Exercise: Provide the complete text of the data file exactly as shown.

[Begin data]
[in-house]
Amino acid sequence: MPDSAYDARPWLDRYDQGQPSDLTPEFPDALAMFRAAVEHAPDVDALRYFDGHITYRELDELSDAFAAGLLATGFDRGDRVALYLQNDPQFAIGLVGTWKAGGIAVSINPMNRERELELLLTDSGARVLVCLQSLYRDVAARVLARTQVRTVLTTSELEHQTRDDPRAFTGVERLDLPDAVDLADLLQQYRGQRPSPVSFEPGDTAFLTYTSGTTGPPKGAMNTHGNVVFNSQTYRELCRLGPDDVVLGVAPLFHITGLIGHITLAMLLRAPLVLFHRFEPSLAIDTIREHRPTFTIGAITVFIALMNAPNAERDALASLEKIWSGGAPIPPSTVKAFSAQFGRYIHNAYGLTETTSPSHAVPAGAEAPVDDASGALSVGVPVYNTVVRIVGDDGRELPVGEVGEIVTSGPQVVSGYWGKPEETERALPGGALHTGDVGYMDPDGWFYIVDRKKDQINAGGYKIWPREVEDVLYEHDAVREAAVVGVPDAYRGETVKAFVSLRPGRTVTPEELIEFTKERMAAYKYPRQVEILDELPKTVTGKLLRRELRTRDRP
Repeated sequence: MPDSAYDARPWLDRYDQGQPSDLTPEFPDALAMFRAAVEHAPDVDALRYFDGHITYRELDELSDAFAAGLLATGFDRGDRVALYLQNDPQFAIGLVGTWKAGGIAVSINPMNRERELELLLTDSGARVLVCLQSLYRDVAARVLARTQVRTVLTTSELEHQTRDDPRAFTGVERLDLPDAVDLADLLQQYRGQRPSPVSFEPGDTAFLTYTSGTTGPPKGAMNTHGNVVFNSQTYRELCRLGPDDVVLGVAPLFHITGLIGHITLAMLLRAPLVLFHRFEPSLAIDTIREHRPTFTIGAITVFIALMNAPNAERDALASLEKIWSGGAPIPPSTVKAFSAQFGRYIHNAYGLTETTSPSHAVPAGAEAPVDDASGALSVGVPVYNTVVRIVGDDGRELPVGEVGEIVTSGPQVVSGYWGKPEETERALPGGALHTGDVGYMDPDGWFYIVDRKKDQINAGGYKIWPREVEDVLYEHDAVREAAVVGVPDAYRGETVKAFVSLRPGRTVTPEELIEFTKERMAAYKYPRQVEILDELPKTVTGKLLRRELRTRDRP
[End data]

[in-house]
Amino acid sequence: MPDSAYDARPWLDRYDQGQPSDLTPEFPDALAMFRAAVEHAPDVDALRYFDGHITYRELDELSDAFAAGLLATGFDRGDRVALYLQNDPQFAIGLVGTWKAGGIAVSINPMNRERELELLLTDSGARVLVCLQSLYRDVAARVLARTQVRTVLTTSELEHQTRDDPRAFTGVERLDLPDAVDLADLLQQYRGQRPSPVSFEPGDTAFLTYTSGTTGPPKGAMNTHGNVVFNSQTYRELCRLGPDDVVLGVAPLFHITGLIGHITLAMLLRAPLVLFHRFEPSLAIDTIREHRPTFTIGAITVFIALMNAPNAERDALASLEKIWSGGAPIPPSTVKAFSAQFGRYIHNAYGLTETTSPSHAVPAGAEAPVDDASGALSVGVPVYNTVVRIVGDDGRELPVGEVGEIVTSGPQVVSGYWGKPEETERALPGGALHTGDVGYMDPDGWFYIVDRKKDQINAGGYKIWPREVEDVLYEHDAVREAAVVGVPDAYRGETVKAFVSLRPGRTVTPEELIEFTKERMAAYKYPRQVEILDELPKTVTGKLLRRELRTRDRP
Repeated sequence: MPDSAYDARPWLDRYDQGQPSDLTPEFPDALAMFRAAVEHAPDVDALRYFDGHITYRELDELSDAFAAGLLATGFDRGDRVALYLQNDPQFAIGLVGTWKAGGIAVSINPMNRERELELLLTDSGARVLVCLQSLYRDVAARVLARTQVRTVLTTSELEHQTRDDPRAFTGVERLDLPDAVDLADLLQQYRGQRPSPVSFEPGDTAFLTYTSGTTGPPKGAMNTHGNVVFNSQTYRELCRLGPDDVVLGVAPLFHITGLIGHITLAMLLRAPLVLFHRFEPSLAIDTIREHRPTFTIGAITVFIALMNAPNAERDALASLEKIWSGGAPIPPSTVKAFSAQFGRYIHNAYGLTETTSPSHAVPAGAEAPVDDASGALSVGVPVYNTVVRIVGDDGRELPVGEVGEIVTSGPQVVSGYWGKPEETERALPGGALHTGDVGYMDPDGWFYIVDRKKDQINAGGYKIWPREVEDVLYEHDAVREAAVVGVPDAYRGETVKAFVSLRPGRTVTPEELIEFTKERMAAYKYPRQVEILDELPKTVTGKLLRRELRTRDRP